In this interview, Rania Antonopoulos, a senior scholar and co-author of the research project report “Why Time Deficits Matter: Implications for the Measurement of Poverty,” discusses the importance of combining income and time poverty measurements in order to reach an effective reduction of poverty and promote more egalitarian societies.Associated Program:Author(s):
Research Project Reports | December 2012
Revisiting Poverty Measurement, Informing Policy Responses
This report is published as part of the “Undoing Knots, Innovating for Change” series, issued by the United Nations Development Programme (UNDP) Regional Centre for Latin America and the Caribbean through its Gender Practice Area. It includes findings from a UNDP-supported research project undertaken in 2011 by the Levy Economics Institute with the objective of proposing an alternative to official income poverty measures, one that takes into account household production (unpaid work) requirements—an issue still largely ignored by official poverty estimates. This has significant consequences for policymaking. The resulting Levy Institute Measure of Time and Income Poverty is a two-dimensional measure that jointly tracks income gaps and time deficits. Using this alternative measure, the authors present selected results of empirical estimates of poverty and compare them with official income poverty rates for Argentina, Chile, and Mexico, with a focus on the study's policy implications.Download:Associated Program:Author(s):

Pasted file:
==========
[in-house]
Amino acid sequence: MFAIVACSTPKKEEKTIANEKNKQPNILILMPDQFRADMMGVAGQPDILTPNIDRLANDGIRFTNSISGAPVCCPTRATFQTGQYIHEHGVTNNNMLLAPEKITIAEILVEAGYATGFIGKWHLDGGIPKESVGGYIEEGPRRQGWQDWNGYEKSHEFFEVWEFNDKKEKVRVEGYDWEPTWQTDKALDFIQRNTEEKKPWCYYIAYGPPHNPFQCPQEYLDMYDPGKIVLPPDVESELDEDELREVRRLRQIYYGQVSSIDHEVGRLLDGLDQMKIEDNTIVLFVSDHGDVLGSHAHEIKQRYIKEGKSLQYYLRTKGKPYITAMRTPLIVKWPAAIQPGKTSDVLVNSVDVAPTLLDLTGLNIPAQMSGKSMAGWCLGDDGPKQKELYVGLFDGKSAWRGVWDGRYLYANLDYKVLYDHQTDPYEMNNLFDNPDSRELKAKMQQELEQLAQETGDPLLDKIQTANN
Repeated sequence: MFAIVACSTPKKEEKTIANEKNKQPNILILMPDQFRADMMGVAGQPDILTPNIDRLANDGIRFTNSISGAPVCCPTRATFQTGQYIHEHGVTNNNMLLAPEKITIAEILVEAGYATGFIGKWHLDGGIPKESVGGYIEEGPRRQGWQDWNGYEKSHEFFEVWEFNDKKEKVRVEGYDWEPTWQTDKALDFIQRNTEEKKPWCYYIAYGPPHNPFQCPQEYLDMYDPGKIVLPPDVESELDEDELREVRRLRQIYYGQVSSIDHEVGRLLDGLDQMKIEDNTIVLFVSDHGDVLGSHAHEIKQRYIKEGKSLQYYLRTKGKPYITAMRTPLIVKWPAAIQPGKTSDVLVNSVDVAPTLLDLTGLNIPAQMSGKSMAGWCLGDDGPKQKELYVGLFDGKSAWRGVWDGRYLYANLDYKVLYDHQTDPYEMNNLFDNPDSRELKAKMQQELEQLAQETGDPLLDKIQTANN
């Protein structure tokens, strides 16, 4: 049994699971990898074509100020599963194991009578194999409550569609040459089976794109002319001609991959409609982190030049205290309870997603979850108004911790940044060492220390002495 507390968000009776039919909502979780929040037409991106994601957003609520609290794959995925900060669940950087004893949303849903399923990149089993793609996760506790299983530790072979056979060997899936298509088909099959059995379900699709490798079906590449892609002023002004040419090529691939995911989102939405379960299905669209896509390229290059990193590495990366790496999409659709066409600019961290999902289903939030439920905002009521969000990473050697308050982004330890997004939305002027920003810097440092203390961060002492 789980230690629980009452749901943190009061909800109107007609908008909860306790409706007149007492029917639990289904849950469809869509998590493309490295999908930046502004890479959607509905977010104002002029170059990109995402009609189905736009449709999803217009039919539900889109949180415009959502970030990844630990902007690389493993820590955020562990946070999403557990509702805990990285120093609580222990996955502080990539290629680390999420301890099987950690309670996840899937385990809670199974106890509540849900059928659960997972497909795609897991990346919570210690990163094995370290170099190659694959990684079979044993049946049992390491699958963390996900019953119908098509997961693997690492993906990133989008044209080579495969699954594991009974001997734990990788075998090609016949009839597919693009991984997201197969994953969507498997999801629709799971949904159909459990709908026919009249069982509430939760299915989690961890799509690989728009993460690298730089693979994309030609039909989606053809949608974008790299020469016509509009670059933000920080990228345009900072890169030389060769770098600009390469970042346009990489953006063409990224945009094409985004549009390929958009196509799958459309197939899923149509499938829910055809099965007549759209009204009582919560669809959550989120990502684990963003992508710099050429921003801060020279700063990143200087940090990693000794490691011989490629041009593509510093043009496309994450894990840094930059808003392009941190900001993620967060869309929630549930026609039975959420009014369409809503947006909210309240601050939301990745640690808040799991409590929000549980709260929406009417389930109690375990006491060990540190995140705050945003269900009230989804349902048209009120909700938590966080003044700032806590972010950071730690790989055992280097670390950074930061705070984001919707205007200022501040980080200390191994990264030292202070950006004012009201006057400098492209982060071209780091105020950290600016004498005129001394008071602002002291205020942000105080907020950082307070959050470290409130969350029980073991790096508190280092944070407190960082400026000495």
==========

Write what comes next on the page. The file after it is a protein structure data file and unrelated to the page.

Public Policy Brief No. 126 | November 2012
Why Time Deficits Matter for Poverty
We cannot adequately assess how much or how little progress we have made in addressing the condition of the most vulnerable in our societies, or provide accurate guidance to policymakers intent on improving each individual’s and household’s ability to reach a basic standard of living, if we do not have a reliable means of measuring who is being left behind. With the support of the United Nations Development Programme and the International Labour Organization, Senior Scholars Rania Antonopoulos and Ajit Zacharias and Research Scholar Thomas Masterson have constructed an alternative measure of poverty that, when applied to the cases of Argentina, Chile, and Mexico, reveals significant blind spots in the official numbers.Download:Associated Program(s):The Levy Institute Measure of Time and Income Poverty The Distribution of Income and Wealth Gender Equality and the EconomyAuthor(s):Related Topic(s):
One-Pager No. 34 | October 2012
The Importance of Time Deficits